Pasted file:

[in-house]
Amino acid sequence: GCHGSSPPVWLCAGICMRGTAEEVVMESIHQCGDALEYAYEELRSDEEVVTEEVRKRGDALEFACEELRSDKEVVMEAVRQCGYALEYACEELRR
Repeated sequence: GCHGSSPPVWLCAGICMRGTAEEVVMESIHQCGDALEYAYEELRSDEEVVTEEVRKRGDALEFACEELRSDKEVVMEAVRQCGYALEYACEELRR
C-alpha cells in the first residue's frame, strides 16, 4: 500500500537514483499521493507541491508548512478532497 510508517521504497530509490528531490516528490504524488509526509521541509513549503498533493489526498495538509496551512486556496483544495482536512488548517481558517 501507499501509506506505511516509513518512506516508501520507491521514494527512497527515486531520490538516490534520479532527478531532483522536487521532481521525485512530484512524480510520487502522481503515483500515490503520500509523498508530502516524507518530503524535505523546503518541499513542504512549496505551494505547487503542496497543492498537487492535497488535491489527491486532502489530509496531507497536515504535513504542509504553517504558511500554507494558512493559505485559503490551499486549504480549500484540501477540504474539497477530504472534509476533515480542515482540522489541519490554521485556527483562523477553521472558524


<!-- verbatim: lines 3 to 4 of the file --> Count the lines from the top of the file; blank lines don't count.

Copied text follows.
Repeated sequence: GCHGSSPPVWLCAGICMRGTAEEVVMESIHQCGDALEYAYEELRSDEEVVTEEVRKRGDALEFACEELRSDKEVVMEAVRQCGYALEYACEELRR
C-alpha cells in the first residue's frame, strides 16, 4: 500500500537514483499521493507541491508548512478532497 510508517521504497530509490528531490516528490504524488509526509521541509513549503498533493489526498495538509496551512486556496483544495482536512488548517481558517 501507499501509506506505511516509513518512506516508501520507491521514494527512497527515486531520490538516490534520479532527478531532483522536487521532481521525485512530484512524480510520487502522481503515483500515490503520500509523498508530502516524507518530503524535505523546503518541499513542504512549496505551494505547487503542496497543492498537487492535497488535491489527491486532502489530509496531507497536515504535513504542509504553517504558511500554507494558512493559505485559503490551499486549504480549500484540501477540504474539497477530504472534509476533515480542515482540522489541519490554521485556527483562523477553521472558524